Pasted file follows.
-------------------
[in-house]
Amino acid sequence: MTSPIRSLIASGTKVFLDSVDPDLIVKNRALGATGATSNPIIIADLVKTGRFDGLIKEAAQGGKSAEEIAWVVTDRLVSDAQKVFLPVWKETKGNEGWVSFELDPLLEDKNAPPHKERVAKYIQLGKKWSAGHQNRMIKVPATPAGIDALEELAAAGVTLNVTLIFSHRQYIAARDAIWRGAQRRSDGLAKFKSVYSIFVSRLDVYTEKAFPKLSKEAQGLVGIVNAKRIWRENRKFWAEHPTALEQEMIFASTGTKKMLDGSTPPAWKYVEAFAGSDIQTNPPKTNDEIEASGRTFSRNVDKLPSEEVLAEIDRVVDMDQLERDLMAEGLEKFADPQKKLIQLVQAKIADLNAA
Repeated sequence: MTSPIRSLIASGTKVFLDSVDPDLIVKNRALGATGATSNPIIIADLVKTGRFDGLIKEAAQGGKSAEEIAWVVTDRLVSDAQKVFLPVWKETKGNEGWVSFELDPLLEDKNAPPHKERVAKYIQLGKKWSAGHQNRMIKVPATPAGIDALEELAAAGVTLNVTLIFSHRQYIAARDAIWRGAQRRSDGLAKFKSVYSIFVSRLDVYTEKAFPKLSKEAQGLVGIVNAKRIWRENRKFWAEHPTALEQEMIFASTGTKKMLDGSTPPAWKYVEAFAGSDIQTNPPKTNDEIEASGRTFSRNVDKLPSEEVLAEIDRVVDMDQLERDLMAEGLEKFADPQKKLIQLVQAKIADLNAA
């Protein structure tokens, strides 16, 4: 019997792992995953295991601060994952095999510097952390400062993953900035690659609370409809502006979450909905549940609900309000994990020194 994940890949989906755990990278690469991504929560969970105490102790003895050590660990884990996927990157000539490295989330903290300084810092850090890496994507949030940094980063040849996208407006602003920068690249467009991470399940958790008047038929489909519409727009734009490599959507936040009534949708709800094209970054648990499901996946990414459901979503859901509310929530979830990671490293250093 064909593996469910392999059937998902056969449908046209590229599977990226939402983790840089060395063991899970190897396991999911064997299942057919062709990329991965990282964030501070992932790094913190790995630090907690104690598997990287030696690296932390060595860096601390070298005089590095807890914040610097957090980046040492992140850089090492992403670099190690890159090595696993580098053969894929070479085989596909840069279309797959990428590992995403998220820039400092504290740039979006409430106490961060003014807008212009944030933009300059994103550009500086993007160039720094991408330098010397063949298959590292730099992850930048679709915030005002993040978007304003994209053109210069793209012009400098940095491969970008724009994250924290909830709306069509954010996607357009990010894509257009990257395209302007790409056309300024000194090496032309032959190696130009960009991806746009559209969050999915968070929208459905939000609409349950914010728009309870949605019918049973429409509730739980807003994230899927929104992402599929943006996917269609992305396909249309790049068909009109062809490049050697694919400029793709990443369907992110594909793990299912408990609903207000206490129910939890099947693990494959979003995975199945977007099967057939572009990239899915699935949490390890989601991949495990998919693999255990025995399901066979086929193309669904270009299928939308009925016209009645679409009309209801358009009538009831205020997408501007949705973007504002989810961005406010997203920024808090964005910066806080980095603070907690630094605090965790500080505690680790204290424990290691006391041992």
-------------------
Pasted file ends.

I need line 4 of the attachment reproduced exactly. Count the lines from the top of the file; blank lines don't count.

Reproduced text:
């Protein structure tokens, strides 16, 4: 019997792992995953295991601060994952095999510097952390400062993953900035690659609370409809502006979450909905549940609900309000994990020194 994940890949989906755990990278690469991504929560969970105490102790003895050590660990884990996927990157000539490295989330903290300084810092850090890496994507949030940094980063040849996208407006602003920068690249467009991470399940958790008047038929489909519409727009734009490599959507936040009534949708709800094209970054648990499901996946990414459901979503859901509310929530979830990671490293250093 064909593996469910392999059937998902056969449908046209590229599977990226939402983790840089060395063991899970190897396991999911064997299942057919062709990329991965990282964030501070992932790094913190790995630090907690104690598997990287030696690296932390060595860096601390070298005089590095807890914040610097957090980046040492992140850089090492992403670099190690890159090595696993580098053969894929070479085989596909840069279309797959990428590992995403998220820039400092504290740039979006409430106490961060003014807008212009944030933009300059994103550009500086993007160039720094991408330098010397063949298959590292730099992850930048679709915030005002993040978007304003994209053109210069793209012009400098940095491969970008724009994250924290909830709306069509954010996607357009990010894509257009990257395209302007790409056309300024000194090496032309032959190696130009960009991806746009559209969050999915968070929208459905939000609409349950914010728009309870949605019918049973429409509730739980807003994230899927929104992402599929943006996917269609992305396909249309790049068909009109062809490049050697694919400029793709990443369907992110594909793990299912408990609903207000206490129910939890099947693990494959979003995975199945977007099967057939572009990239899915699935949490390890989601991949495990998919693999255990025995399901066979086929193309669904270009299928939308009925016209009645679409009309209801358009009538009831205020997408501007949705973007504002989810961005406010997203920024808090964005910066806080980095603070907690630094605090965790500080505690680790204290424990290691006391041992």